What better way to celebrate Deepavali than to do our last monitoring of Pulau Semakau for 2013! It looked like a promising day, with most of the afternoon showers cleared by the time we met up at Marina South Pier. Unfortunately, we had to soldier on without three of our TeamSeagrass troopers – Siti, Rachel and Nor Aisha – who were all down with food poisoning from a very suspect ban mian stall.
TeamSeagrass preparing to leave for yet another public holiday survey
That aside, the trip started without a hitch. We left the pier promptly at 3pm, and on reaching P. Semakau, were quickly whisked away to the hut near the field site by the vans provided NEA. I think everyone was pretty relieved that we didn’t have the walk all the way to the field site on such a warm day! After a quick safety briefing and a run-down of how to fill up the datasheets (thanks for stepping up Jonathan!), we were all ready to begin the survey.
Jonathan giving his lecture on data recording
The tides were not very cooperative, and the water was still a bit high when we started, making it difficult to ID seagrass and estimate cover in some areas.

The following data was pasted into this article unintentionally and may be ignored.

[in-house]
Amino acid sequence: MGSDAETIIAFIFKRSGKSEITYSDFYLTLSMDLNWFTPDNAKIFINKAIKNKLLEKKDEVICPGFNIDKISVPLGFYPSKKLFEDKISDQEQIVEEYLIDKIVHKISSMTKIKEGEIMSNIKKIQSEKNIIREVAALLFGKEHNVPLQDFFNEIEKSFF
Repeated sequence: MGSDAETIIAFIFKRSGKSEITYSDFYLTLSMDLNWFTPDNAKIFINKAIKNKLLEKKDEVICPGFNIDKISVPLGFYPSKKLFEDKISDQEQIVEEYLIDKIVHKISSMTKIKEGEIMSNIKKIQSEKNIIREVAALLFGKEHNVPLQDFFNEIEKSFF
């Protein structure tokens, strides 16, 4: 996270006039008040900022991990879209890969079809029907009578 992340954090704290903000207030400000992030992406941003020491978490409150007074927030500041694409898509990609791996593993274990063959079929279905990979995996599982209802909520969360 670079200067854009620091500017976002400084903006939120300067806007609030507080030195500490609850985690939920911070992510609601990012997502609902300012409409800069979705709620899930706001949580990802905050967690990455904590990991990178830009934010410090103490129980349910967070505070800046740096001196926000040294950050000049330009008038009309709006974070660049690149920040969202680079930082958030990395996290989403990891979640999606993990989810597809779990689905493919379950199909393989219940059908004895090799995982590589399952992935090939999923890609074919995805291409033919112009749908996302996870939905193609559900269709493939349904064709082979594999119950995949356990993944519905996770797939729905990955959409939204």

You can barely see the quadrat!
The algae were also beginning to bloom, with masses of Sargassum sp. and Padina sp. growing among the seagrass. In large quantities, algae can compete with seagrasses for nutrients and light, and can affect seagrass growth. However, these blooms happen regularly every year, and the seagrasses seem to be able to cope with this short-term disturbance.
Algae Sargassum sp. growing among seagrass Enhalus acoroides
The heavens did threaten to rain down upon us halfway through the survey, but decided that our monitoring efforts were so commendable that we deserved a cool breeze and a pretty sunset instead.
Too hard at work to notice the weather
While seagrass monitoring was hard work, people were happy to be out in the field and not cooped up at home!
The mandatory quadrat-frame pose
Even Jimmy was happy to get out to do some GIS work!
As the tide was rather late, we didn't have much time to explore before it started to get dark. But we did find some rather cool animals, including the very aptly named conspicuous sea cucumber (Opheodesoma spectabilis).
This long snake-like creature is actually a sea cucumber - Opheodesoma spectabilis
Modified tube feet that it uses to feed
By the time the sun had set, we were on our way back to Marina South Pier after another successful monitoring trip. Many thanks to all who came made this monitoring trip a great success!
Photo credits to Boon Seng for the photos and ID of the sea cucumber.
Also check out Johnson's pictures for this fieldtrip.